If you’ve seen The Founder, you might be forgiven for thinking that Ray Kroc, the driving force behind the growth of McDonald’s, owed his success entirely to luck.
The story the movie tells is this:
- Kroc was a bit of a loser
- One day, he happened to meet the McDonald brothers
- He was impressed by the unique fast-food diner they’d created
- Kroc recognised that their small business had big potential
- So he ruthlessly seized control from the brothers
- Inevitably, he turned their amazing creativity into enormous commercial success
However, Kroc’s autobiography, Grinding it Out, tells a very different story – one that small business owners would do well to heed.
The harder Kroc worked, the luckier he got
Obviously, Kroc has positive things to say about himself – you’d expect that in an autobiography. But one point that comes across loud and clear is that there was far more to his extraordinary success than just being at the right place at the right time.
Yes, it was a lucky break that Kroc happened to meet the McDonald brothers in his role as a travelling seller of milkshake machinery. However, the reason that Kroc scored that meeting was because he’d spent decades working hard, honing his craft and climbing the sales ranks.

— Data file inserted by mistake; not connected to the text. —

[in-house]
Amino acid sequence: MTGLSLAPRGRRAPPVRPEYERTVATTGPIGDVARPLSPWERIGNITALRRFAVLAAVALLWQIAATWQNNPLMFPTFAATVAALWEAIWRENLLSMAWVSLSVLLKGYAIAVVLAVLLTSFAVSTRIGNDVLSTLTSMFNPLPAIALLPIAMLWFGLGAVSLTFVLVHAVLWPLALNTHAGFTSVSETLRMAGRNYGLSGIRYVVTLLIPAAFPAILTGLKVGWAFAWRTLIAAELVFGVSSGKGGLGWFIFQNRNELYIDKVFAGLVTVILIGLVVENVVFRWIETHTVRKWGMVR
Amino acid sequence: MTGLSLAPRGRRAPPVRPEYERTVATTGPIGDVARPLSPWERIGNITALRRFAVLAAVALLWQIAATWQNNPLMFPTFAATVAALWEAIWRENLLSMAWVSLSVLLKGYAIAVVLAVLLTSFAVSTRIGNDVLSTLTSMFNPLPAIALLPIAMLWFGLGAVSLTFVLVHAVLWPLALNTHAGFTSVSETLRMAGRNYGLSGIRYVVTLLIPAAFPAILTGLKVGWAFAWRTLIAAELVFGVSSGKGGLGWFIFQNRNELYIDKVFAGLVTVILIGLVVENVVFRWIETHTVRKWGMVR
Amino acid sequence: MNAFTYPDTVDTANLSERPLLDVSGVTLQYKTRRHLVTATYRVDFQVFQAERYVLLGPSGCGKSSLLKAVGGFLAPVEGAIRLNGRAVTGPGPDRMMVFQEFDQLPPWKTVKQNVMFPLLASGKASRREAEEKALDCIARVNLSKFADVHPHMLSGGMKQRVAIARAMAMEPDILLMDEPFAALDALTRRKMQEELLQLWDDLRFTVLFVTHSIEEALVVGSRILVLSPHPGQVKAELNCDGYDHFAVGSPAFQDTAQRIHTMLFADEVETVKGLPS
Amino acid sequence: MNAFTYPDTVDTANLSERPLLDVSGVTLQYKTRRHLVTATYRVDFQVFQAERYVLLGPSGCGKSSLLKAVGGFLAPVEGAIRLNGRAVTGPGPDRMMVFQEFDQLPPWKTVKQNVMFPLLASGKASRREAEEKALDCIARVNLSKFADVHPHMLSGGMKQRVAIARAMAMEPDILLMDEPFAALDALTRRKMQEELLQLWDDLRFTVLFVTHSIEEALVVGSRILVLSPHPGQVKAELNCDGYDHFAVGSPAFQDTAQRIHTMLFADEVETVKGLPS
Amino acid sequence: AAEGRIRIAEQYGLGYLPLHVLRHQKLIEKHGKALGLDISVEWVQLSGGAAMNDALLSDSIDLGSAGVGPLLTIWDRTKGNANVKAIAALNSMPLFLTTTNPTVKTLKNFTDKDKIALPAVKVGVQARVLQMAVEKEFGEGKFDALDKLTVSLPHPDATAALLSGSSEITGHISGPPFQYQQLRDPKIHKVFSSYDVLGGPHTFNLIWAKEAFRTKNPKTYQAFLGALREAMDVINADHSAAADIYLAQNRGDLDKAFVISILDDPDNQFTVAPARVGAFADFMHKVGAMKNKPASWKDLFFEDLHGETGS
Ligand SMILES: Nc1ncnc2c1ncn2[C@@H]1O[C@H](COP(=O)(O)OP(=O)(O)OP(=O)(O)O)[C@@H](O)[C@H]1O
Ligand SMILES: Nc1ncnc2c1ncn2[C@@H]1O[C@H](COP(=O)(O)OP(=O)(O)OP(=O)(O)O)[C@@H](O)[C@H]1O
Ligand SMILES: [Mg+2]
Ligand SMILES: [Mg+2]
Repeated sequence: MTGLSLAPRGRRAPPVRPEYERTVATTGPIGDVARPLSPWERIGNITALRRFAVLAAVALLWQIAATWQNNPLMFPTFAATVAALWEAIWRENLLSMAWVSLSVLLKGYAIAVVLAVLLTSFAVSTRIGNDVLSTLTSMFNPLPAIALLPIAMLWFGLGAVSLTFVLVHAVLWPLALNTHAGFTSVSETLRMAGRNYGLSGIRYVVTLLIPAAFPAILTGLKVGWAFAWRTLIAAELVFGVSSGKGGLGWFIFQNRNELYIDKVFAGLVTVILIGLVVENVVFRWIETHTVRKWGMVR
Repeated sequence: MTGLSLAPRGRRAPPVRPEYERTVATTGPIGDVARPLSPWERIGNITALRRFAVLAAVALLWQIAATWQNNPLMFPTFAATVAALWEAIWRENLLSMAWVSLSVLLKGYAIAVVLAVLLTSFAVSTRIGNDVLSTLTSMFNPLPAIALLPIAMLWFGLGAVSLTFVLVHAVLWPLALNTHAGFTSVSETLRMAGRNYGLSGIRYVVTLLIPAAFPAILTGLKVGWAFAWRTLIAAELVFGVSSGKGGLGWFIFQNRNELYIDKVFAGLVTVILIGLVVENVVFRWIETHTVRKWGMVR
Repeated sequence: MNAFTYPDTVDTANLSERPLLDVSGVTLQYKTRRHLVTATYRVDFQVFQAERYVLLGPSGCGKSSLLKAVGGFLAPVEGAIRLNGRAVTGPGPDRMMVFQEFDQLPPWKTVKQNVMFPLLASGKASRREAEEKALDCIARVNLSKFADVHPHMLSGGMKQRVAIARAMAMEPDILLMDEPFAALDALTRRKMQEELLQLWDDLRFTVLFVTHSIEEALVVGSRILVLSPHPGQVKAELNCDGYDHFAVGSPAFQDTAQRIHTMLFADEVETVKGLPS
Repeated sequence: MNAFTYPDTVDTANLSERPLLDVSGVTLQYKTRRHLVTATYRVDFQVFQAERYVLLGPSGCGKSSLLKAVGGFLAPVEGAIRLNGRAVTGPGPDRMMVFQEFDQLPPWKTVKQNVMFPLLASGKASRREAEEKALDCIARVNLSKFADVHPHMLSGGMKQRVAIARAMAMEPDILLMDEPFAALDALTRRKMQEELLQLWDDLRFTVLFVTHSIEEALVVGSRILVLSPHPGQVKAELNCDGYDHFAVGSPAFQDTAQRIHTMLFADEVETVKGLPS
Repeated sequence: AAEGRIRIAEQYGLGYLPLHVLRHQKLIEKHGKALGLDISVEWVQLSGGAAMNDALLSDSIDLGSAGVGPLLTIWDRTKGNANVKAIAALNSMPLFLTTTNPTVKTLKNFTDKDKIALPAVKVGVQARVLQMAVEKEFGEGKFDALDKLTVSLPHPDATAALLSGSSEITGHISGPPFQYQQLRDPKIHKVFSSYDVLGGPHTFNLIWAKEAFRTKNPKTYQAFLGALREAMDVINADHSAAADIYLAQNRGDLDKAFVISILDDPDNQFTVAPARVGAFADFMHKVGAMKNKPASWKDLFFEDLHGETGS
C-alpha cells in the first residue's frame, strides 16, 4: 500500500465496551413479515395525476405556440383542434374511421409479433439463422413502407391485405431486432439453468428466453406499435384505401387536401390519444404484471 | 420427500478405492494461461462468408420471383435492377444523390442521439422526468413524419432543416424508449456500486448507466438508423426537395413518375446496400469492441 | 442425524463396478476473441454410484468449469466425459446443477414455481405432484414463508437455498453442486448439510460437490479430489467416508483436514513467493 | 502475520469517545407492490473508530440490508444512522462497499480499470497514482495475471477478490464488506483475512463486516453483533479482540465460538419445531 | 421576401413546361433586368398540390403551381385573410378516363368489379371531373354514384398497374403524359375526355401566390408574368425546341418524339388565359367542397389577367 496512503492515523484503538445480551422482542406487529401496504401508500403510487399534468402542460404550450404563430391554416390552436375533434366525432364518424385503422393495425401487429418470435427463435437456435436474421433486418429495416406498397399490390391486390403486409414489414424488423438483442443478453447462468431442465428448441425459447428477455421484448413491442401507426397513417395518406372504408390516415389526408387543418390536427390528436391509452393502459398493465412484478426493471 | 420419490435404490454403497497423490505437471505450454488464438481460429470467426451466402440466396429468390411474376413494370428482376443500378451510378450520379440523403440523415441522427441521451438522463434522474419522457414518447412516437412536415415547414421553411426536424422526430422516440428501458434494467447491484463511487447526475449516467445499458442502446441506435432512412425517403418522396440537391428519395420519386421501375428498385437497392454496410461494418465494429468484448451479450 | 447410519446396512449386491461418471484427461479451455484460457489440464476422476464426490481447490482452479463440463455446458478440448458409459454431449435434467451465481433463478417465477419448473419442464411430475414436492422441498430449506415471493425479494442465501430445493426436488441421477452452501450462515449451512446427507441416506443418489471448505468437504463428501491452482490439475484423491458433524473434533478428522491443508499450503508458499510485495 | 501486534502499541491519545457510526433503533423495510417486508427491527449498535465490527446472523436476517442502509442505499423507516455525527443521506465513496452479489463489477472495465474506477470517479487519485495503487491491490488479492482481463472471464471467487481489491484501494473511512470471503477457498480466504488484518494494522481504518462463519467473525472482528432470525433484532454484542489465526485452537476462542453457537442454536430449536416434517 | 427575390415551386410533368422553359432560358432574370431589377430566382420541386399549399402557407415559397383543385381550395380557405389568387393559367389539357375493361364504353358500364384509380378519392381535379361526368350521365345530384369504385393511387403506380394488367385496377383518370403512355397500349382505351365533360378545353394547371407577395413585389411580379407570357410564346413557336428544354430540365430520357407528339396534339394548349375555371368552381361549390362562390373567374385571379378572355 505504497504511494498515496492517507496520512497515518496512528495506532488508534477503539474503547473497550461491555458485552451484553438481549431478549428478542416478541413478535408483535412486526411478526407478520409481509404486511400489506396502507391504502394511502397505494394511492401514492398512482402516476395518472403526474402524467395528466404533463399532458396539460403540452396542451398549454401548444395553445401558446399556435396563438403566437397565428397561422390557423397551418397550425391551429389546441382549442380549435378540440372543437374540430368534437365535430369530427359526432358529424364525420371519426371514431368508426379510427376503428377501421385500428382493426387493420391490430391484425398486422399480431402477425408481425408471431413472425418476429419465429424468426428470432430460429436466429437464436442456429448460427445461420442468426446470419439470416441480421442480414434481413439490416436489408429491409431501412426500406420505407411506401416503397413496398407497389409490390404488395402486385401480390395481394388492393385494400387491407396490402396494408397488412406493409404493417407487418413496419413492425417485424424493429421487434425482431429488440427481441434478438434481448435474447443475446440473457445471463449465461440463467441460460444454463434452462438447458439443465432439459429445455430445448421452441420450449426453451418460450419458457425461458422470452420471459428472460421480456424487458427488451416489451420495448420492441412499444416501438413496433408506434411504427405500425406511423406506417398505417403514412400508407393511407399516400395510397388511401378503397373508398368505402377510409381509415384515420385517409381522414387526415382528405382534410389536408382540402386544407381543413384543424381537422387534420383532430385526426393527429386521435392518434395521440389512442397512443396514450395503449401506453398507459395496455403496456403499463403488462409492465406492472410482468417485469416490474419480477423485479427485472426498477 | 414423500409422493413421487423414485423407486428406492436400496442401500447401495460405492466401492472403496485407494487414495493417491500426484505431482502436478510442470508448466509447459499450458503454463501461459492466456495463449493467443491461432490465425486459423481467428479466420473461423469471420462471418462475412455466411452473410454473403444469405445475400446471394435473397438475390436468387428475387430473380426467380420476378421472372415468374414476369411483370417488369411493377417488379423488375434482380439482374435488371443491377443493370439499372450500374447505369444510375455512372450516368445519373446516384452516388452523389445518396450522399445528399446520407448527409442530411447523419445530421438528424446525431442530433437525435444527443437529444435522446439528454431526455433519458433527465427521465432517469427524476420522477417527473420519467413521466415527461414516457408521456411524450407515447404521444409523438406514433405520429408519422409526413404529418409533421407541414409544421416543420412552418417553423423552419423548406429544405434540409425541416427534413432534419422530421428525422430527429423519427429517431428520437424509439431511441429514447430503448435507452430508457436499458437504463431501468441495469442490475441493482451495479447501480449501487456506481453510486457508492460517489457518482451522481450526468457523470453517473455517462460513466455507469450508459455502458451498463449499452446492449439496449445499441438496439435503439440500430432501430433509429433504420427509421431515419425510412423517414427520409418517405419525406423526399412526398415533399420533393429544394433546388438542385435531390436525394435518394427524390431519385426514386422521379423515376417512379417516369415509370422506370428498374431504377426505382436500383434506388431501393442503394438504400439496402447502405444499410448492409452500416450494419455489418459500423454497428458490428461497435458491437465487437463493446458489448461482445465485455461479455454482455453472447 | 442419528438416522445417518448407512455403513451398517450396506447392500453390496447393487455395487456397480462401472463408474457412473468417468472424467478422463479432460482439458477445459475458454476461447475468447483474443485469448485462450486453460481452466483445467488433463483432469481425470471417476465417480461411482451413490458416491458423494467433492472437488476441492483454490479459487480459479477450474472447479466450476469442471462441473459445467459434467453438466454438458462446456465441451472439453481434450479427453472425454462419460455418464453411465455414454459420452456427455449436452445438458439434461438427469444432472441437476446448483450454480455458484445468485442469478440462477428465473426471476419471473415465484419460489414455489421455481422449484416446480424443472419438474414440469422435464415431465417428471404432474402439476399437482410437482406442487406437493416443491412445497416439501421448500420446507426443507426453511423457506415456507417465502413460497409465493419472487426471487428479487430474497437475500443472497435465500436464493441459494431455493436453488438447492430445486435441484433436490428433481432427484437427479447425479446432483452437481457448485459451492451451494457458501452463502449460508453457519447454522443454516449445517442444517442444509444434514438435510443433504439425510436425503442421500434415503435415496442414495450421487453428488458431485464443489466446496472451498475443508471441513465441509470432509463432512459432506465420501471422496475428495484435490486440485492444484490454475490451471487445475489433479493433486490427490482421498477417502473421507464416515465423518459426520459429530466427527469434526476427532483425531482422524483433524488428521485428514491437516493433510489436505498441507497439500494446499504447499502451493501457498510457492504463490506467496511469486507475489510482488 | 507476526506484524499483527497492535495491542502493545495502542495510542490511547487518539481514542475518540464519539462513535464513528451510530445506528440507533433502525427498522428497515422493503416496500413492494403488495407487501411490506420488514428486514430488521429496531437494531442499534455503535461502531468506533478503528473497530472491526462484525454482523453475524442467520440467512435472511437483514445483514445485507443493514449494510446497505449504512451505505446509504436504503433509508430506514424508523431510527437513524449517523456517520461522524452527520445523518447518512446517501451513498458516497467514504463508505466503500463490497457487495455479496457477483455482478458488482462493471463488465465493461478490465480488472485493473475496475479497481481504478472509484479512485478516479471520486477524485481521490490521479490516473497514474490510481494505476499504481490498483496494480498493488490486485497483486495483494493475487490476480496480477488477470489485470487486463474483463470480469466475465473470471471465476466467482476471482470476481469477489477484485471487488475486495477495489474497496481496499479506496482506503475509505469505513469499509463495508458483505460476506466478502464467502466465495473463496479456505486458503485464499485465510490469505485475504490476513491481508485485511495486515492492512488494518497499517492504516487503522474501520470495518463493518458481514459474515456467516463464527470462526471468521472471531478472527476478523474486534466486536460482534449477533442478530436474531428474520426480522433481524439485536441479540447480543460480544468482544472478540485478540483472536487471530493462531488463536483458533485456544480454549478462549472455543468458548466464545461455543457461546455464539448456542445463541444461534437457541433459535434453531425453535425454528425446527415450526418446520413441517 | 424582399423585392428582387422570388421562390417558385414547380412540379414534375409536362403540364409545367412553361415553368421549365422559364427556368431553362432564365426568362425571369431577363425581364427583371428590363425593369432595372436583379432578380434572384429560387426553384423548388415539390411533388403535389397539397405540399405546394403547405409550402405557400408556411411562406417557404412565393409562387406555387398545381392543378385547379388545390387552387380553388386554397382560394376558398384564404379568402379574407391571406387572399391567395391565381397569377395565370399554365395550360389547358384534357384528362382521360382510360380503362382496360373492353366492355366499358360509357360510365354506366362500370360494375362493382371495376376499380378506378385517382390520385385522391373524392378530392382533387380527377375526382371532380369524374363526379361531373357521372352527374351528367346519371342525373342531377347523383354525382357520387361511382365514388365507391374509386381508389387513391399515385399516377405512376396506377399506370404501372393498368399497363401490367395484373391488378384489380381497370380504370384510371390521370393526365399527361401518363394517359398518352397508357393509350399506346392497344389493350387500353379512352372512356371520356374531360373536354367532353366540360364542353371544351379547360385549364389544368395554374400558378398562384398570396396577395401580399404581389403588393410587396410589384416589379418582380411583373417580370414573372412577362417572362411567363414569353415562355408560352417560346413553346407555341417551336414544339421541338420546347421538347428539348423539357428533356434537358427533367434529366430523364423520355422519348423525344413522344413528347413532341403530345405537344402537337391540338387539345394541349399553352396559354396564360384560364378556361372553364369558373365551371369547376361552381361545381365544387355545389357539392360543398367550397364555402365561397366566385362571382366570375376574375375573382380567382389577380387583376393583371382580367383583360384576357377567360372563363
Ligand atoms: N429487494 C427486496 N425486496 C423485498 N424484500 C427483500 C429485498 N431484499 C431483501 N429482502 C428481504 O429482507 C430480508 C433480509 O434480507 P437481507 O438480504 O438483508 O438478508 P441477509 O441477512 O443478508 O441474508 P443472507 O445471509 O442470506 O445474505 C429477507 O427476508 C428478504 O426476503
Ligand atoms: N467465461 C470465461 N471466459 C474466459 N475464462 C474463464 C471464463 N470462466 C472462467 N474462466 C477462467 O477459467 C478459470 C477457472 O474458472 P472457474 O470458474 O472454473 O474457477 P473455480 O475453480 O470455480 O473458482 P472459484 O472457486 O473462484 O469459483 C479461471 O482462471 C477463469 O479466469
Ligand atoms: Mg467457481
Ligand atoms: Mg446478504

The reason Kroc was able to recognise the potential of what the McDonald brothers had created – potential that they themselves didn’t recognise – was because he’d spent decades talking to small business owners about marketing, operations and strategy.
The reason he was able to then turn their idea into one of the world’s greatest businesses is because he’d spent decades accumulating knowledge, taking risks and aiming ever-higher.
Keep hustling, keep learning, keep taking risks
That’s why small business owners can take a lot from Kroc’s autobiography.
Every time Kroc tried something different, he learned new skills. Every time he took a step forward in his career, he saw the path ahead of him open up. Every time he took a risk, he strengthened his resolve.
Very few people would’ve realised, on meeting the McDonald brothers, that they had come up with an idea capable of conquering the world. Even fewer people would’ve had the skill to make it happen. And fewer people still would’ve had the determination to fight through the innumerable obstacles along the way.
So, no, Kroc’s success wasn’t just a matter of dumb luck. Yes, he got a lucky break. But it was only thanks to his years of hard work and self-improvement that he was able to capitalise on that luck.
The lesson for small business owners is clear: keep hustling, keep learning, keep taking risks.